Just when you think the real estate fraud scamsters are all out of business along comes a timely reminder that they’re not gone, just morphed into one of a myriad of other schemes designed to separate people from their money and/or their homes.
When I told a few people about this latest one their response was ‘Surely nobody is stupid enough to think their home can be declared a sovereign nation?’ All I can say is – desperate people do desperate things, and there’s a lot of desperate people out there right now. And though I haven’t seen the names of the rest of the perpetrators or a list of victims, based on probability I’d bet the victims names are almost exclusively Hispanic. Because perpetrators most commonly prey on an affinity group, one that may lack investment sophistication, lack real estate knowledge and may be more trusting of someone who ‘looks and speaks like they do’.
It’s up to us, in our individual markets, to get the word out there. We have the opportunity to educate not only our own members to recognize this type of fraud, but to educate members of the public as well. In may areas law enforvcement is either too lax, too unsophisticated to pursue this type of crime, or simply too overwhelmed to do much about this. Offer to work with law enforcement to provide heads-up and/or research info for them. Offer to write articles or commentary for your local newspaper or business journal. Encourage your local Realtor Association to start a public section or BLOG to post public service information.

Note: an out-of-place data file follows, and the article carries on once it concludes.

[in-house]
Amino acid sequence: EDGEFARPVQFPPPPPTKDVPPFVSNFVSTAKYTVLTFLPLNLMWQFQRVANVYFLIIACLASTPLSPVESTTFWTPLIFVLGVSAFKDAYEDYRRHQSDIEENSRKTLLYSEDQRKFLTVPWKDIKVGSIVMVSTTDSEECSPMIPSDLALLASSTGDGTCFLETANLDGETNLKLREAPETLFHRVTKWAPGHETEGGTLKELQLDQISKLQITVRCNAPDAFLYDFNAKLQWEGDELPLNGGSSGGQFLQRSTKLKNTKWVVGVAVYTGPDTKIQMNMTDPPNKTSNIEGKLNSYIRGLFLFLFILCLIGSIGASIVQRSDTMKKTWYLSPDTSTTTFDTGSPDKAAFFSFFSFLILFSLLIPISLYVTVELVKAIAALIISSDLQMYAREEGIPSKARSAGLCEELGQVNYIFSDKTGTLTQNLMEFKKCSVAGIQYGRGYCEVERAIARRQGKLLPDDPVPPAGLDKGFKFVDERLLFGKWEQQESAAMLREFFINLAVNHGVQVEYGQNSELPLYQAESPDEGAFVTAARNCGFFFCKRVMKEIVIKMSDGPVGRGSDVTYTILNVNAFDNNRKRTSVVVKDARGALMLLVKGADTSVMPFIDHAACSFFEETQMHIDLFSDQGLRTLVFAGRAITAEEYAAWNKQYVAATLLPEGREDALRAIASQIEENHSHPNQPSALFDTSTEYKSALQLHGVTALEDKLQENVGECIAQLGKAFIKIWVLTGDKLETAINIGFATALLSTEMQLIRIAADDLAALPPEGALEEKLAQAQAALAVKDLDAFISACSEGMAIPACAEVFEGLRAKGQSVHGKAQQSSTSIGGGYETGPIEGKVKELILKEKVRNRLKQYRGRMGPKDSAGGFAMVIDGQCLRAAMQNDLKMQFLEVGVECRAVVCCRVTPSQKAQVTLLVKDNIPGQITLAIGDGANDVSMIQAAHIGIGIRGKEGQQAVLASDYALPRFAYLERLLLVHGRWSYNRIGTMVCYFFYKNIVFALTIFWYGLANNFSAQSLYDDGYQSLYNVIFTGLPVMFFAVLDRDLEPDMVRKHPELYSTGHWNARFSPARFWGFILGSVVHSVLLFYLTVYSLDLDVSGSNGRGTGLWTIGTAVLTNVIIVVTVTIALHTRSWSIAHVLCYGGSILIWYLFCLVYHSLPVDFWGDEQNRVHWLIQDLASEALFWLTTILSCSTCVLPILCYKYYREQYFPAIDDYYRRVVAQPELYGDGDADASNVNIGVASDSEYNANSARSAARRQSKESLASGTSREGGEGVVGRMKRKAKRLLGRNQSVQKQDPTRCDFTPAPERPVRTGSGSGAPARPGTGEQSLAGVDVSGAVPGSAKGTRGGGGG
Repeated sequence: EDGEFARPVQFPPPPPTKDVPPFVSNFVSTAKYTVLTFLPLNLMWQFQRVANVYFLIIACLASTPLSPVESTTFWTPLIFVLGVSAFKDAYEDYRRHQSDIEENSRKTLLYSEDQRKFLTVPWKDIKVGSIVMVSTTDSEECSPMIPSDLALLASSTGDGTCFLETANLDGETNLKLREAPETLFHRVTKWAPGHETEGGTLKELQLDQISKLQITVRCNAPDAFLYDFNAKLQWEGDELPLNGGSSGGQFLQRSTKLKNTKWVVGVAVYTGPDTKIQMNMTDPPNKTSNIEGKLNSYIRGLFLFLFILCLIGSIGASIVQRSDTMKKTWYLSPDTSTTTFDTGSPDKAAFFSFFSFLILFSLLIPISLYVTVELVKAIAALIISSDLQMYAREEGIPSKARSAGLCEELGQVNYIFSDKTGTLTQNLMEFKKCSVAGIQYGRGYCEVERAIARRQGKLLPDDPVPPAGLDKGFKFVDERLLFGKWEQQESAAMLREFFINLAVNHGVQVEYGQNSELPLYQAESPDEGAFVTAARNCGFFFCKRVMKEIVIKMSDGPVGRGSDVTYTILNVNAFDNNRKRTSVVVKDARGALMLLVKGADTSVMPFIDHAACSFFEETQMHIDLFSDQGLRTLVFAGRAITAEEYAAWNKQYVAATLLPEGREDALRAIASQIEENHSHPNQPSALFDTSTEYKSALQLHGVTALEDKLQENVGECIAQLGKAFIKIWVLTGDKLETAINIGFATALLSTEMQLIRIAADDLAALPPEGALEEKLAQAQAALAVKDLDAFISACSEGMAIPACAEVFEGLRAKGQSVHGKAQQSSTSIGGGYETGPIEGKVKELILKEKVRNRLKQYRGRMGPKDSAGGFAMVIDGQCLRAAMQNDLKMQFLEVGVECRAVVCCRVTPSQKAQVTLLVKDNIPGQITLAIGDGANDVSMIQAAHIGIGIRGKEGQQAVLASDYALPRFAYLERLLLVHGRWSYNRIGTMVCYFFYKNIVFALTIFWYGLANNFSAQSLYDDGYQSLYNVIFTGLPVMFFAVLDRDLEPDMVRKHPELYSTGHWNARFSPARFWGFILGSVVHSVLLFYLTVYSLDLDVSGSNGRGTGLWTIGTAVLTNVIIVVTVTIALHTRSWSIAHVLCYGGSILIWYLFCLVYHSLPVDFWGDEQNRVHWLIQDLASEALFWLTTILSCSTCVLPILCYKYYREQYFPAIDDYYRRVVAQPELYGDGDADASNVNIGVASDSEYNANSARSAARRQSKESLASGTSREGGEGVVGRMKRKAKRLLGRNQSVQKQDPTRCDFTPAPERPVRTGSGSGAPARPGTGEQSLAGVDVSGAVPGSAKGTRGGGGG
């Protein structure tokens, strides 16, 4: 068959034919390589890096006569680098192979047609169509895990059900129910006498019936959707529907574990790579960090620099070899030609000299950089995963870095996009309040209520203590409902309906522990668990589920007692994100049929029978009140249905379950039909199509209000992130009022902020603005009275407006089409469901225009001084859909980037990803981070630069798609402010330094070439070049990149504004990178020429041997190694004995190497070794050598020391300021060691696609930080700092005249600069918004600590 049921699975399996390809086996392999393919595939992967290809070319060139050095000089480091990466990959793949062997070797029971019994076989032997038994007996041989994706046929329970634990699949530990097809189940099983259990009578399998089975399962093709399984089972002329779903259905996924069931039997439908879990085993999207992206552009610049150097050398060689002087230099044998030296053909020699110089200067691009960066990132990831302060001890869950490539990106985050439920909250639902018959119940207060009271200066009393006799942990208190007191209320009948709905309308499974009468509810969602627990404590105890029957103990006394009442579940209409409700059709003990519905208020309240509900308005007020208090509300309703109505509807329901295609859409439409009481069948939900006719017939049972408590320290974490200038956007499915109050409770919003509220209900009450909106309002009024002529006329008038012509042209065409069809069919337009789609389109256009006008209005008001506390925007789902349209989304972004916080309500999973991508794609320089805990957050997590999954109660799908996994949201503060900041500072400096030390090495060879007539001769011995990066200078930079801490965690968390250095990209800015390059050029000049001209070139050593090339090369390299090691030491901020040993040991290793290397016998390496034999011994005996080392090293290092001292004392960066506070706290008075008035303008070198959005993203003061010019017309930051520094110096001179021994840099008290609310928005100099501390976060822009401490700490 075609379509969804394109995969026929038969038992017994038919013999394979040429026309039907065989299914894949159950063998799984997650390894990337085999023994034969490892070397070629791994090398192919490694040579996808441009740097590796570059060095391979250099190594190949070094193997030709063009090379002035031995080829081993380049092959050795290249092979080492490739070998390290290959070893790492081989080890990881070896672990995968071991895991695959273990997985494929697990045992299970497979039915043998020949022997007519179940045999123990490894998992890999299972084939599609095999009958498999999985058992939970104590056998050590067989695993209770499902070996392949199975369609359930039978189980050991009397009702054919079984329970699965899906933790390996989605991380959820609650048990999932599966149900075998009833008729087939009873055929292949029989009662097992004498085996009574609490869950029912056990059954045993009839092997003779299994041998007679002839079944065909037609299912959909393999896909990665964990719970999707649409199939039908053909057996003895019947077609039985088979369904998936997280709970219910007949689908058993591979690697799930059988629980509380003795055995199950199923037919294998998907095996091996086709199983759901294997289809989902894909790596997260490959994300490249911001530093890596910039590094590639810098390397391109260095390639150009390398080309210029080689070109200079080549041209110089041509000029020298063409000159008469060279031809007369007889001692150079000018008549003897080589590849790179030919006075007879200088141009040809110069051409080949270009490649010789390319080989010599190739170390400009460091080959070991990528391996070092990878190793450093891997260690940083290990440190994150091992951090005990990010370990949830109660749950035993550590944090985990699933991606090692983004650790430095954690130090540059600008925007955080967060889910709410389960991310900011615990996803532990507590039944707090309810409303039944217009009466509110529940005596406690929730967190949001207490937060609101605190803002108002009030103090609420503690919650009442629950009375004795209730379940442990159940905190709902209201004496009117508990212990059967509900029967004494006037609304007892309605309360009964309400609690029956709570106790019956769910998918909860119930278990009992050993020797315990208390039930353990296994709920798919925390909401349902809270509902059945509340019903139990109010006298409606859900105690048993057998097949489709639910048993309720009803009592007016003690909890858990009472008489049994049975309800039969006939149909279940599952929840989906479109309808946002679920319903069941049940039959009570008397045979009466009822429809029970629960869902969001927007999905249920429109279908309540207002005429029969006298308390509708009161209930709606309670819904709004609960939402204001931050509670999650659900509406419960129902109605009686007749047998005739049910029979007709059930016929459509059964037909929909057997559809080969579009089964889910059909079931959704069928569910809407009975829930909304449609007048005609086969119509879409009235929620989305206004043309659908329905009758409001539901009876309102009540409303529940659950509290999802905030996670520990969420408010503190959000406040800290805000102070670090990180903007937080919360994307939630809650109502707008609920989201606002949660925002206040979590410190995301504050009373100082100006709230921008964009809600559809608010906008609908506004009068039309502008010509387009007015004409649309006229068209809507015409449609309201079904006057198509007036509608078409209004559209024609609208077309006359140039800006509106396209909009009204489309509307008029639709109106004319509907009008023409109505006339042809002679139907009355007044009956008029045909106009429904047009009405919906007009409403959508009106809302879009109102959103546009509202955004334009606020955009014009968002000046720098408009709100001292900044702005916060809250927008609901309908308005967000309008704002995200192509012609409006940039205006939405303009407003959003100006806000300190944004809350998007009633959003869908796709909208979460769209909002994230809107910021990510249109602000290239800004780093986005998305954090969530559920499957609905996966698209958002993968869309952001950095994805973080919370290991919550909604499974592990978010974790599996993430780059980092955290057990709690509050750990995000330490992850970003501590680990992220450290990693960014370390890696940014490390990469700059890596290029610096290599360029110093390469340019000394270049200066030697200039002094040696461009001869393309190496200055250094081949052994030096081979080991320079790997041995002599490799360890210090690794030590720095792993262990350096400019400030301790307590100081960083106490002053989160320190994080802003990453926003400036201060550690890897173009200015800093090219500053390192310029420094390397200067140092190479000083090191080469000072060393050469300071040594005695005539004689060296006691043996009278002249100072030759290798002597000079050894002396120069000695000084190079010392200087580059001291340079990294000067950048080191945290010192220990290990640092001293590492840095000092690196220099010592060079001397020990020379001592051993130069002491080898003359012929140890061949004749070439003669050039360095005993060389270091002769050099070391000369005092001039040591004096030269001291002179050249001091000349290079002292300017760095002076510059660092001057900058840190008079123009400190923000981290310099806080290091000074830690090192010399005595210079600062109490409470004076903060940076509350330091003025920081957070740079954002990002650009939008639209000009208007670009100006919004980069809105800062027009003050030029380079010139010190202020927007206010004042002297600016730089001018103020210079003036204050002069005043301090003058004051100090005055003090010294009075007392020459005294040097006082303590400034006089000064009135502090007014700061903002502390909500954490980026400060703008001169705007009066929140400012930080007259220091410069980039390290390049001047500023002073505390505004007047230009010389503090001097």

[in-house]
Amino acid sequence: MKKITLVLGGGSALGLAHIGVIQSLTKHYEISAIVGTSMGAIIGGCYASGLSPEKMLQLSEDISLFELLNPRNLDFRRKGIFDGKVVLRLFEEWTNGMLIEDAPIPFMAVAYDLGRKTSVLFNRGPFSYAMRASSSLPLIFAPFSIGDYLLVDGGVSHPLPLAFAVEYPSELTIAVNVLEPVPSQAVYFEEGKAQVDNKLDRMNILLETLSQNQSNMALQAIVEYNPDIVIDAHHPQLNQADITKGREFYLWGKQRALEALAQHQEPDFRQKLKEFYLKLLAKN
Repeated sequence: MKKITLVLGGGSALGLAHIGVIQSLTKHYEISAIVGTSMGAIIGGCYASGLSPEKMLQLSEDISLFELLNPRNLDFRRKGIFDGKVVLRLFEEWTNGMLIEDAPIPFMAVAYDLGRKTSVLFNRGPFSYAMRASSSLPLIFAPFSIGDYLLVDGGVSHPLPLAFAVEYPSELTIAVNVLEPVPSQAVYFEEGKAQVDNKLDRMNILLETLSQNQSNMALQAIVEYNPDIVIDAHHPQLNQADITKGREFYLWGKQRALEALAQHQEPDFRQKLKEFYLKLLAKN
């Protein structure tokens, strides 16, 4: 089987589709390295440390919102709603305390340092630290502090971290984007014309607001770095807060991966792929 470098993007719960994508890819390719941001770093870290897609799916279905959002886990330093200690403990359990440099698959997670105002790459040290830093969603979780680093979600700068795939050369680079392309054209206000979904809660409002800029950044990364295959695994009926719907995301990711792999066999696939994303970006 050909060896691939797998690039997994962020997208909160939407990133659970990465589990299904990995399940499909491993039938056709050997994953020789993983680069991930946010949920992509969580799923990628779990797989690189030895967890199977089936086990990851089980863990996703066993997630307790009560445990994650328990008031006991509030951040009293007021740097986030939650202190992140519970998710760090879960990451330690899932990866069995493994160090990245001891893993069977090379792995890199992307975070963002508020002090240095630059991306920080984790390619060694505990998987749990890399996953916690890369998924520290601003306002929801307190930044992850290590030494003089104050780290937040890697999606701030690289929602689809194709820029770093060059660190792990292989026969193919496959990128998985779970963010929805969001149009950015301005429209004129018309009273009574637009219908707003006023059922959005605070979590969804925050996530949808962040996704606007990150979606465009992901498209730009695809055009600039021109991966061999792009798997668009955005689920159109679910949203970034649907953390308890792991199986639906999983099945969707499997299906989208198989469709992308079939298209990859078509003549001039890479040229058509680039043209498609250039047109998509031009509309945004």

5:40 a.m. January 11, 2009
SAN DIEGO — Authorities say a ring of criminals bilked distressed San Diego homeowners by persuading them they could declare their properties to be independent nations.
The district attorney’s office in San Diego says homeowners who were facing foreclosure were told they could buy “land patents” that would make their homes sovereign nations.
The idea was that bank officials then would be barred from coming onto their property.
One suspect, 55-year-old Jessica Refuerzo, was arrested Friday. Two other suspects remain at large and two others were arrested earlier.
At least 17 victims lost tens of thousands of dollars in the scheme.
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